Puzzle: The throws clause on a constructor declaration


Although it is common to see a throws clause on a method declaration, it is less common to see one on a constructor declaration. The following program has such a declaration. What does it print?
public class Test {

private Test instance = new Test();

public Test() throws Exception {
throw new Exception("Runtime Exception");
}

public static void main(String[] args) {
try {
Test b = new Test();
System.out.println("Surprise!");
} catch (Exception ex) {
System.out.println("Exception throw by constructor");
}
}
}
The main method invokes the constructor of Test class, which throws an exception. You might expect the catch clause to catch this exception and print "Exception throw by constructor". But if you tried running it, you found that it does not print anything : It throws a StackOverflowError. Why? if you have a closer look at the program then you found that the Test instance contains a second internal instance so here according to java specification [JLS 12.5] the variable initializers will run before the body of the constructor.

In this case, the initializer for the variable instance invokes the constructor recursively. That constructor, in turn, initializes its own instance field by invoking the Test constructor again and so on.

These recursive invocations cause a StackOverflowError before the constructor body ever gets a chance to execute. Because StackOverflowError is a subtype of Error rather than Exception, the catch clause in main doesn’t catch it.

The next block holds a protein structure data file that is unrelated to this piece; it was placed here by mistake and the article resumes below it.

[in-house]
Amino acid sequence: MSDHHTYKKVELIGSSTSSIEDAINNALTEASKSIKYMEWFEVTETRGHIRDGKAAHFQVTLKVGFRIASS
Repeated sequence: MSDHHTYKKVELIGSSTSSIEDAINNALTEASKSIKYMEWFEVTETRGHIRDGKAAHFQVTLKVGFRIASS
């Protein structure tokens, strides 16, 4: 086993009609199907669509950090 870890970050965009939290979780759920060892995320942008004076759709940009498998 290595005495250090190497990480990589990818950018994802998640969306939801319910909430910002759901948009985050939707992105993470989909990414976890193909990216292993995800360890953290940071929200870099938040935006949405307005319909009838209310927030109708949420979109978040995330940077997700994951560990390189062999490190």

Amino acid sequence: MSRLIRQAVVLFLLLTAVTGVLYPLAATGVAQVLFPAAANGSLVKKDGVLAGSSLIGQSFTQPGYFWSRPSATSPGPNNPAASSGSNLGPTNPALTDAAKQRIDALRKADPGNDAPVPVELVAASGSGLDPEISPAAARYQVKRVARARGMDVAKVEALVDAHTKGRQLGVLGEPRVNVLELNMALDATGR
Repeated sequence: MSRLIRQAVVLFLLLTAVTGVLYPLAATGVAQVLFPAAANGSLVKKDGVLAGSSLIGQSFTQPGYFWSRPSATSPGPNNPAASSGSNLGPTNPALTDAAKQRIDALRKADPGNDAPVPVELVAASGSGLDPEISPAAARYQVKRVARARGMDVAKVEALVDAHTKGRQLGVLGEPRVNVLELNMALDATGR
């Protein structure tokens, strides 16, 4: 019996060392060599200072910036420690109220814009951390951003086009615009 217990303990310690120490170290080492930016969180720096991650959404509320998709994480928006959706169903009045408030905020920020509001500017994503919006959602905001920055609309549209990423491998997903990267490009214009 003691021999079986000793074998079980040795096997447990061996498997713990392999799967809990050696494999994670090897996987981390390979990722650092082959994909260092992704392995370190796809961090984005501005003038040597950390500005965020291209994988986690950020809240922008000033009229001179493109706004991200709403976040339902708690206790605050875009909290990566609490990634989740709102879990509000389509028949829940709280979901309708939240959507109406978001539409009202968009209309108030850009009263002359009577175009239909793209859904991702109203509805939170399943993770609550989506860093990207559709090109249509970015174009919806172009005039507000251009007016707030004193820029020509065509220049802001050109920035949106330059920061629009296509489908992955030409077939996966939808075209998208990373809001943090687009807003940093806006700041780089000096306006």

It is not uncommon for an object to contain instances of its own type. You must initialize such contained instances carefully to avoid a StackOverflowError.

Purport of this puzzle
Constructors declared to throw exceptions, note that a constructor must declare any checked exceptions thrown by its instance initializers.

This program, which illustrates a common service-provider pattern, won’t compile, because it violates this rule
public class Test {

private ServiceProvider serviceProvider = new ServiceProvider();
private Consumer consumer = (Consumer) serviceProvider.newInstance();

public Test() { // we must need to declare IllegalAccessException
            // empty body
}

class ServiceProvider {
public ServiceProvider newInstance() throws IllegalAccessException {
return new ServiceProvider();
}
}

class Consumer extends ServiceProvider {

}
}
Although it has no body, the constructor throws checked exceptions as IllegalAccessException. Which is thrown by serviceProvider.newInstance(), which is called when initializing the consumer field. The best way to fix this is to create a private static helper method that computes the initial value of the field and handles exceptions appropriately.

The following version of Test compiles without error
public class Test {

private static ServiceProvider serviceProvider = new ServiceProvider();
private Consumer consumer = newConsumer();
private static Consumer newConsumer() {
try {
return (Consumer) serviceProvider.newInstance();
} catch (IllegalAccessException e) {
throw new AssertionError(e);
}
}

// Fixed - instance initializers don’t throw checked exceptions
public Test() {

}

static class ServiceProvider {
public ServiceProvider newInstance() throws IllegalAccessException {
return new ServiceProvider();
}
}

class Consumer extends ServiceProvider {

}
}
In summary, instance initializers run before constructor bodies. Any exceptions thrown by instance initializers propagate to constructors. If initializers throw checked exceptions, constructors must be declared to throw them too, but this should be avoided, because it is confusing.

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